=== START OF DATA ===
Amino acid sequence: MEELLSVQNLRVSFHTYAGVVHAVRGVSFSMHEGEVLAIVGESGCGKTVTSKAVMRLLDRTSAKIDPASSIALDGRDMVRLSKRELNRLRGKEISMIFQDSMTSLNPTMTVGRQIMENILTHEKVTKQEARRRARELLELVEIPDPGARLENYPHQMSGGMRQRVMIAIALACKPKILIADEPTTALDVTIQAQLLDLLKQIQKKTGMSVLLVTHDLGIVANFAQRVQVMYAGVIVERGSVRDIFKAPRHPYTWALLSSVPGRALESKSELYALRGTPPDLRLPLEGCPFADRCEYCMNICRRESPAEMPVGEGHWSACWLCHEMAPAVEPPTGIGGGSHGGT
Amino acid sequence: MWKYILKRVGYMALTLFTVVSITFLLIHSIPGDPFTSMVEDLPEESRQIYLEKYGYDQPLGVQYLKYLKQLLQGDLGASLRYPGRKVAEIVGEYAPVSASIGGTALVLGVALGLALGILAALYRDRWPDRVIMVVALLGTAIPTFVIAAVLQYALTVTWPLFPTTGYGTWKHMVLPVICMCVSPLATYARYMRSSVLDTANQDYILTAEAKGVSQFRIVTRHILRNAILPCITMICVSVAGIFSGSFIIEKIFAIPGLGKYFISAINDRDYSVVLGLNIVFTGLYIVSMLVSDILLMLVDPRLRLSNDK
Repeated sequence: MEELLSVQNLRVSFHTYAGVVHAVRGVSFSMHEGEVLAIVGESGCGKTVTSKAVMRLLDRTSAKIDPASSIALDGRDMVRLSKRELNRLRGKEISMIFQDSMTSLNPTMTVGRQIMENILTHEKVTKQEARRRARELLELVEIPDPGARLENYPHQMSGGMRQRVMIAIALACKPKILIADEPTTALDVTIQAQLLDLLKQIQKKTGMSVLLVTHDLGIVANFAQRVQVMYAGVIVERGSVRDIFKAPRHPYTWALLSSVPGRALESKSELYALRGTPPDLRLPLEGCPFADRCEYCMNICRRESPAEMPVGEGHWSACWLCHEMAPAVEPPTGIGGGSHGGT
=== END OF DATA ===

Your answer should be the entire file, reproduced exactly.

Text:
Amino acid sequence: MEELLSVQNLRVSFHTYAGVVHAVRGVSFSMHEGEVLAIVGESGCGKTVTSKAVMRLLDRTSAKIDPASSIALDGRDMVRLSKRELNRLRGKEISMIFQDSMTSLNPTMTVGRQIMENILTHEKVTKQEARRRARELLELVEIPDPGARLENYPHQMSGGMRQRVMIAIALACKPKILIADEPTTALDVTIQAQLLDLLKQIQKKTGMSVLLVTHDLGIVANFAQRVQVMYAGVIVERGSVRDIFKAPRHPYTWALLSSVPGRALESKSELYALRGTPPDLRLPLEGCPFADRCEYCMNICRRESPAEMPVGEGHWSACWLCHEMAPAVEPPTGIGGGSHGGT
Amino acid sequence: MWKYILKRVGYMALTLFTVVSITFLLIHSIPGDPFTSMVEDLPEESRQIYLEKYGYDQPLGVQYLKYLKQLLQGDLGASLRYPGRKVAEIVGEYAPVSASIGGTALVLGVALGLALGILAALYRDRWPDRVIMVVALLGTAIPTFVIAAVLQYALTVTWPLFPTTGYGTWKHMVLPVICMCVSPLATYARYMRSSVLDTANQDYILTAEAKGVSQFRIVTRHILRNAILPCITMICVSVAGIFSGSFIIEKIFAIPGLGKYFISAINDRDYSVVLGLNIVFTGLYIVSMLVSDILLMLVDPRLRLSNDK
Repeated sequence: MEELLSVQNLRVSFHTYAGVVHAVRGVSFSMHEGEVLAIVGESGCGKTVTSKAVMRLLDRTSAKIDPASSIALDGRDMVRLSKRELNRLRGKEISMIFQDSMTSLNPTMTVGRQIMENILTHEKVTKQEARRRARELLELVEIPDPGARLENYPHQMSGGMRQRVMIAIALACKPKILIADEPTTALDVTIQAQLLDLLKQIQKKTGMSVLLVTHDLGIVANFAQRVQVMYAGVIVERGSVRDIFKAPRHPYTWALLSSVPGRALESKSELYALRGTPPDLRLPLEGCPFADRCEYCMNICRRESPAEMPVGEGHWSACWLCHEMAPAVEPPTGIGGGSHGGT